Almost three years ago, we conducted our first-ever Casual Fridays study, where we asked who says “hi” to you while you’re outside exercising. The results confirmed my suspicions:
Runners report that they say “hi” to walkers 57.1 percent of the time. But looking back at the other graph, walkers claim runners only say “hi” only 31 percent of the time. That’s a massive difference — a statistically significant one. A similar — and also significant — disparity holds for bikers and walkers.
But there were some unanswered questions back then. Are the people who answered our survey just friendlier than average? It’s possible that they were telling the truth about how often they say “hi” and that others aren’t so friendly.
This time around, we have a larger sample (415 responses), and we’ve asked a few additional questions that may help us determine if our respondents self-selected, or if we really do just misrepresent how often we say “hi.” Clearly there is some self-selection going on, because we had many fewer responses than we normally get. I’m guessing this is because a lot of our readers simply don’t go outside to do their exercise. Let’s see if we can confirm that with a quick poll:
Now, let’s take a look at the results of the new study. As before, respondents indeed report saying “hi” more often than people say “hi” to them:
But three years ago we also found that runners and bikers say they say “hi” to walkers much more frequently than walkers acknowledge. This year we found the same pattern:
As you can see, walkers say bikers and runners say “hi” less than 25 percent of the time, but runners and bikers say they say “hi” to walkers over 40 percent of the time — once again, a significant difference.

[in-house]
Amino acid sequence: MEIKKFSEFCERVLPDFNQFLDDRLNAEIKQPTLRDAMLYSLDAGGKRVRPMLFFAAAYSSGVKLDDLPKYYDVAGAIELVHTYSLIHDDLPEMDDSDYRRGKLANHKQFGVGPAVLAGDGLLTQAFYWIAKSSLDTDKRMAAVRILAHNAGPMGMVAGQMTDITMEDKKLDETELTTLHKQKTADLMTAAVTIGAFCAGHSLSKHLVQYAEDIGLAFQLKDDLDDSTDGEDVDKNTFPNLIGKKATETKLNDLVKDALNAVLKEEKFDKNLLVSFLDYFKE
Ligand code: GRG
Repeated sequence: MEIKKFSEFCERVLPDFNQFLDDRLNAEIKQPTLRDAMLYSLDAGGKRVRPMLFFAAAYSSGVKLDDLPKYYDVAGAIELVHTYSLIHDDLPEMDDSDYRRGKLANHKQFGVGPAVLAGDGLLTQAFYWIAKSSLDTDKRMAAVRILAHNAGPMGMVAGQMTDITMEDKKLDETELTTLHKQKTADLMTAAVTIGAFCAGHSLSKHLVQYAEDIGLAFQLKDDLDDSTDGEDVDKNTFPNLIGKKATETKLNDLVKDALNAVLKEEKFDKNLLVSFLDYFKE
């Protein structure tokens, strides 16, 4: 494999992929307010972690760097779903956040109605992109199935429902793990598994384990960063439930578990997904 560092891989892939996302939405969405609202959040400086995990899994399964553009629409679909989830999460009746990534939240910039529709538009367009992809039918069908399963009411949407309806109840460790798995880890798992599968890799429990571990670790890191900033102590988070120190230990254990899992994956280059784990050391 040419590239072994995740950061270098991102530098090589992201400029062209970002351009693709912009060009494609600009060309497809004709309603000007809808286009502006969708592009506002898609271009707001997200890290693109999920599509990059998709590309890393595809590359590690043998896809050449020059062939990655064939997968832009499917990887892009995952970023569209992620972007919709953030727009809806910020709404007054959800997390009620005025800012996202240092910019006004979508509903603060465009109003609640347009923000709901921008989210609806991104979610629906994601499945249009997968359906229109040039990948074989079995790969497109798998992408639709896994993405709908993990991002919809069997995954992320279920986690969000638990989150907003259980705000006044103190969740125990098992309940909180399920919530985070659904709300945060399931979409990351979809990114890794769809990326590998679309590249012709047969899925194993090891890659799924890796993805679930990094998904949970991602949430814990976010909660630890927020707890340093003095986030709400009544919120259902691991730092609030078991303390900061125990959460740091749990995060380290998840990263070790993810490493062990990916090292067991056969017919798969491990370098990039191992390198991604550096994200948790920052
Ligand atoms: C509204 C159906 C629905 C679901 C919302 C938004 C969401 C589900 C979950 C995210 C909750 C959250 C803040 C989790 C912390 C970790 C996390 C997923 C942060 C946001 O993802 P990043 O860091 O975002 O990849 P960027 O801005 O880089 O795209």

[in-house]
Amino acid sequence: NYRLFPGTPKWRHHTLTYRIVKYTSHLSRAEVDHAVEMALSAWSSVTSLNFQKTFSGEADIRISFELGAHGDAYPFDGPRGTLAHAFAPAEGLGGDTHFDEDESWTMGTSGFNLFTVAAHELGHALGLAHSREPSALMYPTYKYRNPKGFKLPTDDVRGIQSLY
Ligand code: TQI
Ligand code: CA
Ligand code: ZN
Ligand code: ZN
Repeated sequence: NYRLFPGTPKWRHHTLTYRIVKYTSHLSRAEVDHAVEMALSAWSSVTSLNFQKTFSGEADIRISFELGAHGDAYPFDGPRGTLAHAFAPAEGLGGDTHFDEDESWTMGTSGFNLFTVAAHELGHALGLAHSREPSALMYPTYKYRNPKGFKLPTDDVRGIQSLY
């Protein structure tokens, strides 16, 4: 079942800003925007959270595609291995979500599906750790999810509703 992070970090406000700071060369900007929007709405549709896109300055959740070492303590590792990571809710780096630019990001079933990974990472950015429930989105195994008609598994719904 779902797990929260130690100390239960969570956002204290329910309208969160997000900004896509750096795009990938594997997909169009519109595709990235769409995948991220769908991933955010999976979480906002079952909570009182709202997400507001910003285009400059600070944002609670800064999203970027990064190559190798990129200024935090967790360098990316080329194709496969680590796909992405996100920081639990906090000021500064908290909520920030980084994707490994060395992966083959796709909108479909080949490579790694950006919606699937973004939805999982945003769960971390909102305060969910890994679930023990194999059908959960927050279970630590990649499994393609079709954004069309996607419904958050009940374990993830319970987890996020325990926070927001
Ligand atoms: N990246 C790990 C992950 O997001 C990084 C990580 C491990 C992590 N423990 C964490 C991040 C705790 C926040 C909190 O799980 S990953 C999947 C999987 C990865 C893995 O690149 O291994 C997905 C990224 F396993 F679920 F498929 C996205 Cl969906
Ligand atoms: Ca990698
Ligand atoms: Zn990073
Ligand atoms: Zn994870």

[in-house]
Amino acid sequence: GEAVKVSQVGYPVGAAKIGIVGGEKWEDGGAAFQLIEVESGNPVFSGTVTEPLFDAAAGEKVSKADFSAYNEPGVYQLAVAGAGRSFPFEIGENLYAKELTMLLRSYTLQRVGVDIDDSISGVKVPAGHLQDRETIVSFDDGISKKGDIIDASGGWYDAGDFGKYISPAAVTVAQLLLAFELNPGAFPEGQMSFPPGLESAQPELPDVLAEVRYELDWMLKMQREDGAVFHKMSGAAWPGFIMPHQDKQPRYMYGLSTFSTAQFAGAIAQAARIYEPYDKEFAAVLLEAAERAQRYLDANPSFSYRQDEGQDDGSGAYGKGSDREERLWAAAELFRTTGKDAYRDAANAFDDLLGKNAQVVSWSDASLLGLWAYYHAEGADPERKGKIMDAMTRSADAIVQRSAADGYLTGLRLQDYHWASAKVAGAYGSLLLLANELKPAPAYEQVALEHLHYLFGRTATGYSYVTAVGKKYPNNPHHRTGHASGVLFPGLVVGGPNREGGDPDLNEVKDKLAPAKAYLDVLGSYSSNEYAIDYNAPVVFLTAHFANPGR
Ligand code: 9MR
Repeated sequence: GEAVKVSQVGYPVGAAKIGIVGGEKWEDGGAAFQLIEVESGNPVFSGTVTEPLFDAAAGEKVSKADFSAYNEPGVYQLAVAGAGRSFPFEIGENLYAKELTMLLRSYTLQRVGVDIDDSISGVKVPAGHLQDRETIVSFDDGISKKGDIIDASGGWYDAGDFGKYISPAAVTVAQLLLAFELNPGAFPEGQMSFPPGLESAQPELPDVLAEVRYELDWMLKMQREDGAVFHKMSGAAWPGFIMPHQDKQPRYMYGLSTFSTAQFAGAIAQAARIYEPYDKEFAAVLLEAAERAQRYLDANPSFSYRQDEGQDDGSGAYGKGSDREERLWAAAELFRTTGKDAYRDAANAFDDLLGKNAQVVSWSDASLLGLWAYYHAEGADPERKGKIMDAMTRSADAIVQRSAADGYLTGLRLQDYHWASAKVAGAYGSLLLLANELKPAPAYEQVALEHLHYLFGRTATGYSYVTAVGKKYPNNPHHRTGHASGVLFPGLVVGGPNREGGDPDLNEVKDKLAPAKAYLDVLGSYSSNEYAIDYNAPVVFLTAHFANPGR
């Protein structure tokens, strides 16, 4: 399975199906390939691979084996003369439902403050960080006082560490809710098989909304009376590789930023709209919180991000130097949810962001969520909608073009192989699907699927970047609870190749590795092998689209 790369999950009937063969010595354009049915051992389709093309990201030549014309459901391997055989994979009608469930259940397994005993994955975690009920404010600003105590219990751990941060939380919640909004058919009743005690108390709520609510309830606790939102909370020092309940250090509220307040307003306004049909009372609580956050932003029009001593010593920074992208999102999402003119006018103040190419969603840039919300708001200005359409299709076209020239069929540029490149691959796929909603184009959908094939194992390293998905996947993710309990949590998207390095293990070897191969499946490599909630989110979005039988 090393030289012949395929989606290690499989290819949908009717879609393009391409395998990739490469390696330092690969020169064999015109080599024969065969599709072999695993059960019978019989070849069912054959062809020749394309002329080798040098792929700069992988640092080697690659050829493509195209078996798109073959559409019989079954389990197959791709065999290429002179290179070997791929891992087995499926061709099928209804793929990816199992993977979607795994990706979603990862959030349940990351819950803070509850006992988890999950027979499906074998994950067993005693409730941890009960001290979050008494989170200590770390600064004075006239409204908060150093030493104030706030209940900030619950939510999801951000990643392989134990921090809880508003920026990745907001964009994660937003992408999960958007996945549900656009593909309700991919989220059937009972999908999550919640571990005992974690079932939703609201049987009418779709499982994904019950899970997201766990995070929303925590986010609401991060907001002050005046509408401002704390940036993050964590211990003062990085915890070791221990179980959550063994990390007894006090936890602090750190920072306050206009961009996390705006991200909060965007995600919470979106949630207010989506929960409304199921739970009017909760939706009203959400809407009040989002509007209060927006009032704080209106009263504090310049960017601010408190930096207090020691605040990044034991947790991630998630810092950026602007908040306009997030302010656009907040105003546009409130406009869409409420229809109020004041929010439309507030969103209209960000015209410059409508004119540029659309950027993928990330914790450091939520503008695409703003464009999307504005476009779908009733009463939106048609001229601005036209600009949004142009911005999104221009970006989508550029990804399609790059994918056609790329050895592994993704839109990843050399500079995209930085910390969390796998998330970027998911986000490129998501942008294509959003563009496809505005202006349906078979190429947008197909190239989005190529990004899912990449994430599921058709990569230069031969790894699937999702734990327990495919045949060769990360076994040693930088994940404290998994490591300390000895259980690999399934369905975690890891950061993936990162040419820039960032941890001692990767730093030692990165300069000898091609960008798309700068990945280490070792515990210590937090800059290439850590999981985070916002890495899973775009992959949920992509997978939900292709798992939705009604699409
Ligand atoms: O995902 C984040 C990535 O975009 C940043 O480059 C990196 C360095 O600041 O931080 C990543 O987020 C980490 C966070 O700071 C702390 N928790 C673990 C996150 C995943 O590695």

Can this be explained by the “friendliness” of our respondents? Runners and bikers actually say that walkers say “hi” to them much more than the walkers in our study say they do. For this to be the case, the walkers who responded to our study would need to be much friendlier than average, and the bikers and runners would need to be much less friendly than average.
I came up with two different ways to measure “friendliness.” One is a composite of how many different people you say that you say “hi” to — if you say “hi” to just walkers, you’d get a 1 on this scale, but if you say “hi” to walkers, bikers, and pet-walkers, then you’d get a 3. The other is a composite of answers to three questions: whether you join a friend when you exercise, whether you stop to talk to folks along your route, and whether you ask more questions than you answer in a conversation over lunch. This graph shows the results:
The “friendliness” score combines all these measures, while the “No ‘Hi’” score ignores when people say they say “hi.” In both tests, there’s no significant difference in friendliness among runners, bikers, or walkers. So this suggests that people really do overestimate how often they say “hi”, or they underestimate how often others say hi to them.
Some other interesting results from this week’s study:
Here the results are broken down by region. People in Europe say “hi” significantly less often than in the US or Canada (there weren’t enough responses from Asia or Australia/Oceania for those differences to be significant).
Finally, as you might expect, people are less likely to say “hi” in urban versus suburban/rural areas:
(Just a reminder: All Casual Fridays studies are non-scientific. This doesn’t mean we can’t use scientific principles to assess what’s going on, but we can’t make general claims based on the results)